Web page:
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Gender-Bias in treatment of pain

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  • RAS6
    replied
    So true...

    COming home from vacation on Monday I was talking to my husband, my sister and her boyfriend about this very things. Her boyfriend has chronic renal disease and has only one working kidney (donated from his Mom) He and I can very much relate on many aspects, especially with all the potty breaks we need! Anyways, after a few days of seeing how real and constant my pain is, he was amazed that I have had such a hard time getting the painrelief I have know (which is not doing much anymore...) He has had many instances where he was in the hospital and complained of some pain and was given morphine right away!

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  • Berkshire Road
    replied
    I know I too have already posted about this, but both my husband and I have noted the unbelievable discrepancy in the way I get treated by physicians, depending on whether he is with me or not. I HATE that I have to resort to these little games, but there have been times when my husband isn't available, I have had to ask my father to come with me, or one time my brother-in-law.

    I remember appointments when the dr. talked to my husband instead of me, as if I weren't even there, when I am the patient. I've really had to hold myself back; more than once I wanted to stand up and say, "Should I leave the room so you two can talk, penis to penis?" My husband is as angry about the situation as I am. Between us we have two brothers and a sister who are medical doctors, and we've asked them if there's a gender bias in medicine. Guess which two said no?

    What got me about that press release, is the California legilature acting like this is a shocking new discovery... grr.

    Well, I am lucky to be settled with a woman doctor who understands and trusts me, but I cringe whenever I read about someone else on the board who is still going through this problem, not getting appropriate treatment for pain. I understand; it took me nine years to get my IC diagnosis, and during that time I was called a liar, hysterical, a drug seeker, attention seeker, and "probably mentally ill," -- all of these are exact terms used by physicians that I saw during my journey to diagnosis.

    Oh, I could go on and on about this, but it's unproductive. We all get it, here. We need to get the point across in the medical community.

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  • Kara Isabel
    replied
    This is HAPPENING TO ME NOW!!!!! My doctor just wants me doped up on sedatives and is pulling me OFF the pain meds that gave me my life back!!!!!


    GRRR!!!

    I'm printing this up. Total BS.

    Kara

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  • cia
    replied
    I begged three different doctors for a hydro for fifteen months, funny because the day I brought my fiance, business suit and all, to my appointment, I was scheduled for the hydro the following week. I guess I never really thought about it, but my ex-husband got my gall bladder removed late on a Friday afternoon one Memorial day weekend. All the doctor wanted to do was give me was demerol, even though he knew I was breastfeeding. My ex came home to find me and my 8 month old daughter high as kites, and the next day I was having the surgery.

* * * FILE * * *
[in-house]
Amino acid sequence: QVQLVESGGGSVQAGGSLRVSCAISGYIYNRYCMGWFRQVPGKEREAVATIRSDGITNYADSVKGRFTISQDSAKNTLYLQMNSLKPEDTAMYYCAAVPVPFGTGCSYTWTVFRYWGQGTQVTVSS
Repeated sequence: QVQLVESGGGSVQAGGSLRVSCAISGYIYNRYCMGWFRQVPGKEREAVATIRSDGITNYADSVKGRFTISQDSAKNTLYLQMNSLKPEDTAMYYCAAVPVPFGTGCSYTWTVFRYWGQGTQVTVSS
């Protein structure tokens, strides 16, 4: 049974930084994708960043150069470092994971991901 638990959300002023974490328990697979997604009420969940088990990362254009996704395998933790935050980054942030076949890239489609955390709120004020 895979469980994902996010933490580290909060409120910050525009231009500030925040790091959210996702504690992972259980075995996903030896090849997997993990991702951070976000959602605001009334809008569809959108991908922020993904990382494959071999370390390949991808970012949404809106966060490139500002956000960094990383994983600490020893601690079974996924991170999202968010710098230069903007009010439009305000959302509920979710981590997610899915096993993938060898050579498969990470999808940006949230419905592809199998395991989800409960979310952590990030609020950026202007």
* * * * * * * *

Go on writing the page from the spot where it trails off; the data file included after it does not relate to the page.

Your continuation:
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  • Jessica12974
    replied
    I know someone(friends husband) who has a lifetime supply of vicodin for TMJ!!!! Funny because so many IC patients have to beg for pain medicine and usually get little to nothing for their pain! Crazy and unfair!

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  • Sarojini
    replied
    I've noticed this throughout my journey with chronic pain disorders.

    Remember that story I told about how, when my husband was hospitalized with what turned out to be a minor heart problem, he commented to a nurse that he "kinda had a little headache"? As soon as he said that, someone was in the room giving him IV MORPHINE. For a HEADACHE. We were both like, "Sh*t, what happened to TYELENOL????"

    But we were really angry for another reason -- my husband had literally carried me, crying and screaming in pain, to the ER at that same hospital at an earlier date when I was forced into withdrawal by a doctor who did not believe in pain control. I was in withdrawal, but I was also in horrible pain from my IC and fibro. Of course, when I was literally crying in pain, they left me like that for hours and only then decided to give me a prescription to fill on the way home... no acute pain treatment at all in the ER.

    So I cry in pain and don't get treated; my husband makes an offhand comment about a small headache and got enough morphine to knock him out for 12 hours.

    The gender bias also comes out sometimes at appointments -- if I go alone but want to talk about something, even my FEMALE pain doc doesn't really take it that seriously. However, if I bring my husband and he raises the same issue about it, something is done immediately.

    It sickens and saddens me that in this day and age, when women are lawyers, doctors, scientists, senators, and the like, that they are still not taken seriously and are still called hysterical or told it's in their head....